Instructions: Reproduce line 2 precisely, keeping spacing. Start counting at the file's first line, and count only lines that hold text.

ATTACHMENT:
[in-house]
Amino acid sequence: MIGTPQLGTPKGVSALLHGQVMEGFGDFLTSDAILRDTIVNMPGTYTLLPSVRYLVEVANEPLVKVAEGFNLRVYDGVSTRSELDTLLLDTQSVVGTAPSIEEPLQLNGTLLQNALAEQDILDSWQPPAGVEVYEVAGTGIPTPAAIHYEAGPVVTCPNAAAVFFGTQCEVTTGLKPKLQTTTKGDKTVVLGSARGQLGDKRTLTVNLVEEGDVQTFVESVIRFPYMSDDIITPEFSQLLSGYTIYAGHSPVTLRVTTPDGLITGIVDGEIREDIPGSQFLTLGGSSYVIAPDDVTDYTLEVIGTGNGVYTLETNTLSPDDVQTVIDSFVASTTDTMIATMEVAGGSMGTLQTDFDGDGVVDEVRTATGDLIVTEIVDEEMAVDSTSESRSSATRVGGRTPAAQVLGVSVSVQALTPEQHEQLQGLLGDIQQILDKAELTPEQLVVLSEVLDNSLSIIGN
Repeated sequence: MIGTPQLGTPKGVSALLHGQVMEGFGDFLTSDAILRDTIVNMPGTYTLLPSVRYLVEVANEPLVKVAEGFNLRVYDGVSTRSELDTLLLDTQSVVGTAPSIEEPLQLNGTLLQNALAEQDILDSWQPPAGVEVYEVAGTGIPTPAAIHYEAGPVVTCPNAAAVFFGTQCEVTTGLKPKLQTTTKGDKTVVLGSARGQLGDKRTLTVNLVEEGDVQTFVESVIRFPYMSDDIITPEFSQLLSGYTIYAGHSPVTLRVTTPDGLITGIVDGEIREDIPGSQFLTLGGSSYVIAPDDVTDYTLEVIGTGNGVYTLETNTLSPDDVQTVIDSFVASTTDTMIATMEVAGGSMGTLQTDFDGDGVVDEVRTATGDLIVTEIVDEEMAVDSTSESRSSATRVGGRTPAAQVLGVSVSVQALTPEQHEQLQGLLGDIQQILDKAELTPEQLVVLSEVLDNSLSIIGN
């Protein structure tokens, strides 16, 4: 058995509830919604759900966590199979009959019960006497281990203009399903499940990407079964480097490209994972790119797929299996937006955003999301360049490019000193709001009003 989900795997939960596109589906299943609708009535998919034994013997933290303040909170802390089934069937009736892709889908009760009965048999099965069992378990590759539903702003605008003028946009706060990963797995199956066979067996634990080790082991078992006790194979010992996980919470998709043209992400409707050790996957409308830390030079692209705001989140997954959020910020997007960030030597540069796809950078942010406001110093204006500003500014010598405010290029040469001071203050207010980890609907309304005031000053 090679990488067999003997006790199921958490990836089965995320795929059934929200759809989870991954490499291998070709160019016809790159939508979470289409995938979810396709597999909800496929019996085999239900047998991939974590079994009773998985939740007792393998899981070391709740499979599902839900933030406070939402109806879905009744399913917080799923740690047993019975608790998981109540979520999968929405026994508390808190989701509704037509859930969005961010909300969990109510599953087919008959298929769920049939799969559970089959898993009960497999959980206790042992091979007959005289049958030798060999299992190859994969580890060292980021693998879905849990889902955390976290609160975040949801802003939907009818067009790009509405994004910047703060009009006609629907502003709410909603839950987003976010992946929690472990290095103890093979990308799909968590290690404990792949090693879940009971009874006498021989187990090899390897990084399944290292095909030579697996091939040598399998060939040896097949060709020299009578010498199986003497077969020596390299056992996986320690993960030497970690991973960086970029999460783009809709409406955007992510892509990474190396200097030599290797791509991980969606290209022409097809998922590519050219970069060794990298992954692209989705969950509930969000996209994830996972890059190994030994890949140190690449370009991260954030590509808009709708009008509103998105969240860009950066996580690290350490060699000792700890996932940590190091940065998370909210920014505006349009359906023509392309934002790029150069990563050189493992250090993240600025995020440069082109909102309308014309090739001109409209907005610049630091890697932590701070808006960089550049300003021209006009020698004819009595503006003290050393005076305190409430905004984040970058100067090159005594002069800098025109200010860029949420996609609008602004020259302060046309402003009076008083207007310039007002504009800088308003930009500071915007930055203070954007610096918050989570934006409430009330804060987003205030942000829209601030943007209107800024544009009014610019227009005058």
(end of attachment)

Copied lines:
Amino acid sequence: MIGTPQLGTPKGVSALLHGQVMEGFGDFLTSDAILRDTIVNMPGTYTLLPSVRYLVEVANEPLVKVAEGFNLRVYDGVSTRSELDTLLLDTQSVVGTAPSIEEPLQLNGTLLQNALAEQDILDSWQPPAGVEVYEVAGTGIPTPAAIHYEAGPVVTCPNAAAVFFGTQCEVTTGLKPKLQTTTKGDKTVVLGSARGQLGDKRTLTVNLVEEGDVQTFVESVIRFPYMSDDIITPEFSQLLSGYTIYAGHSPVTLRVTTPDGLITGIVDGEIREDIPGSQFLTLGGSSYVIAPDDVTDYTLEVIGTGNGVYTLETNTLSPDDVQTVIDSFVASTTDTMIATMEVAGGSMGTLQTDFDGDGVVDEVRTATGDLIVTEIVDEEMAVDSTSESRSSATRVGGRTPAAQVLGVSVSVQALTPEQHEQLQGLLGDIQQILDKAELTPEQLVVLSEVLDNSLSIIGN